By Stephen Withers
September 24, 2007, 5:48pm PDT
Some managers love to look solely at numbers when assessing performance, and key performance indicators (KPIs) are right up their street. But how useful are they in the context of software development?
Strictly speaking, KPIs should not be confused with metrics in general. The term should bereserved for factors that really are essential for an organisation's success, and that can be directly influenced by the individual or group being evaluated. Just because some aspect of a job can be measured, it is not necessarily worth measuring.
While it may be tempting to regard simple measures such as the number of lines of code written and debugged per day as KPIs, that could be seen as an earlytwentieth century perspective that focuses on efficiency rather than effectiveness. In most cases, developers are not the contemporary equivalent of stevedores unloading ships by hand. The role of the modern Australian developer typically has a creative side that is not amenable to such mechanical measurements.
"It's not practical to have KPIs for software developers," said Guy Harrison, chiefarchitect for database solutions at Quest Software. "We don't have any form of KPIs ... for individuals."
The best developers are more like craftsmen than process workers, Harrison said. Creativity is needed to produce highly desirable software, and there is no good way to measure that. If you rated the best developers on function points per day, for example, they would probably get a low score,largely because they are likely to be assigned the most difficult parts of the project.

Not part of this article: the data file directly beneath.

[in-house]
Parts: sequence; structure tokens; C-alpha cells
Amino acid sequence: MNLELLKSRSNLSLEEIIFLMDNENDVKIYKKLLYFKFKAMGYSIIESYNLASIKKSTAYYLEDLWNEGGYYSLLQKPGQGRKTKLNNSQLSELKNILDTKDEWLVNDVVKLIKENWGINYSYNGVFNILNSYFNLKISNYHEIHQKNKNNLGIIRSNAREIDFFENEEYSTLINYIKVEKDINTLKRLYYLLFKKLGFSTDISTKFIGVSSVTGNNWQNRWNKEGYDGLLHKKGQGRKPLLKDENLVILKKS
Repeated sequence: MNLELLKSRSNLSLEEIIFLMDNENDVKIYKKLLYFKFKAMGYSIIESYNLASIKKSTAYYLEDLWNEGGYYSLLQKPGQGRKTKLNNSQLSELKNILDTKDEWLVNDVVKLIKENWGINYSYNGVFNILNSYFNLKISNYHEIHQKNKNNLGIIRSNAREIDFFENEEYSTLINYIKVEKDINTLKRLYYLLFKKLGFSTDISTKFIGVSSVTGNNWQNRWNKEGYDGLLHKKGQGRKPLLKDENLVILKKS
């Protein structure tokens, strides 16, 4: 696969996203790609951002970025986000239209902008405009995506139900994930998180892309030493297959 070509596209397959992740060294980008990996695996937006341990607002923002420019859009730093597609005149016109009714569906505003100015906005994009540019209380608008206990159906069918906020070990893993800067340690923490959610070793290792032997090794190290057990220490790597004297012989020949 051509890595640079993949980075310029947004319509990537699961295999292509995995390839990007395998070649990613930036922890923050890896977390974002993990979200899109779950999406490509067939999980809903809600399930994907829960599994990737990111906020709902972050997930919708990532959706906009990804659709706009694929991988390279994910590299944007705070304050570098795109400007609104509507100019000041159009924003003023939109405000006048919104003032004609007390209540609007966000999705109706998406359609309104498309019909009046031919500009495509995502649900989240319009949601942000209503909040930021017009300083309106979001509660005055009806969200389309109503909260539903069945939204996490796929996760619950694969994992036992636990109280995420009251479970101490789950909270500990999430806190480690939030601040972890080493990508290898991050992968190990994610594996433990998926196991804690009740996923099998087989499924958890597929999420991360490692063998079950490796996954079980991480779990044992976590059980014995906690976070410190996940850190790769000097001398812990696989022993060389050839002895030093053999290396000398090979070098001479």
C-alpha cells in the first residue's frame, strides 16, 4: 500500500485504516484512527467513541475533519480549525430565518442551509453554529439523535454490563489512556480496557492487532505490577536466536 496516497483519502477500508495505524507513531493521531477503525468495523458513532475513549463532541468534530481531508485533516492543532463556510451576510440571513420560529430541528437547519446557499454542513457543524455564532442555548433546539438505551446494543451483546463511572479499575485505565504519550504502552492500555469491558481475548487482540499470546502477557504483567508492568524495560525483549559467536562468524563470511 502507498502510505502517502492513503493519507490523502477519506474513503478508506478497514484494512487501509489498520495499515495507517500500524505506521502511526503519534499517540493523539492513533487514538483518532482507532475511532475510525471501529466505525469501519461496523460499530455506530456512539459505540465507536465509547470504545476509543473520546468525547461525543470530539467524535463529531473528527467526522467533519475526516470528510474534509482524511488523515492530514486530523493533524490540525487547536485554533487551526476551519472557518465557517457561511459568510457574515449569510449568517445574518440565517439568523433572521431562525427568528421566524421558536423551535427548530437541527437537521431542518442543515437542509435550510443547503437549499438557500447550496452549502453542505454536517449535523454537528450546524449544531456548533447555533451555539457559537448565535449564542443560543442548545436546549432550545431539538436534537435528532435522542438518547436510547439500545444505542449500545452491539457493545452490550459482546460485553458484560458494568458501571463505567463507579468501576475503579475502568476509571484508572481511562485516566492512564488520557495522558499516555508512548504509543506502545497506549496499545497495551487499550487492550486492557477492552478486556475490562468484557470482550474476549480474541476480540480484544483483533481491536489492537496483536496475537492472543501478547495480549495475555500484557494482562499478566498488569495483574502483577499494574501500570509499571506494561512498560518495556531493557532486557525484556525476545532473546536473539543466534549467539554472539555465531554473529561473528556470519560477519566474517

One problem with KPIs is that they can be self-defeating if they are not truly aligned with overall business objectives. Developers are smart, said Harrison, and will optimise their efforts to whatever you measure. That probably will not give the best outcome if you measure the wrong thing. A key goal is agelled, highly productive team, and that involves helping each other and sometimes working on foundations that are not amenable to measurement. Unsophisticated measures of individual output may work against that.
Around 10 years ago, software metrics were a hot topic and much effort went into finding which were important, but it turned out that none were, said Harrison. It might be appropriate to useKPIs for routine work such as report writing, but successful software companies are "trying to foster collaboration and excellence."
Shanker Krishnan, general manager, products and services at Mastersoft, has racked up over 20 years in the industry and believes metrics such as function point analysis and lines of code might have been worthwhile in the COBOL days, but are less suitable today.Owen Batt, technical director and co-founder of Smartpath said, "it's not a smart move" to use KPIs such as lines of code, as it is better to use fewer lines to achieve the same end.
However, "all of our staff members would have some sort of KPI" with associated bonuses or other benefits, he said, but they relate to longer-term targets such as completing a module within an agreed timeframe ratherthan day-to-day considerations.
Traditional KPIs are not relevant, agreed Greg Brady, general manager operations at VeCommerce. "They're probably not leading to the objective of reaching the [desired] outcomes of the business" and they tend to squash innovation and creativity.
Yet he is a believer in KPIs, as long as they are the right ones. VeCommerce -- which develops speech and telephonysoftware -- focuses on customer benefit and business outcomes, and therefore sets KPIs accordingly. They are negotiated with the customer, and then rolled down to development teams and other groups within the company. A prime example is meeting completion dates, with the opportunity to earn "early achievement bonuses."
Another involves the degree of automation delivered by the products, which is...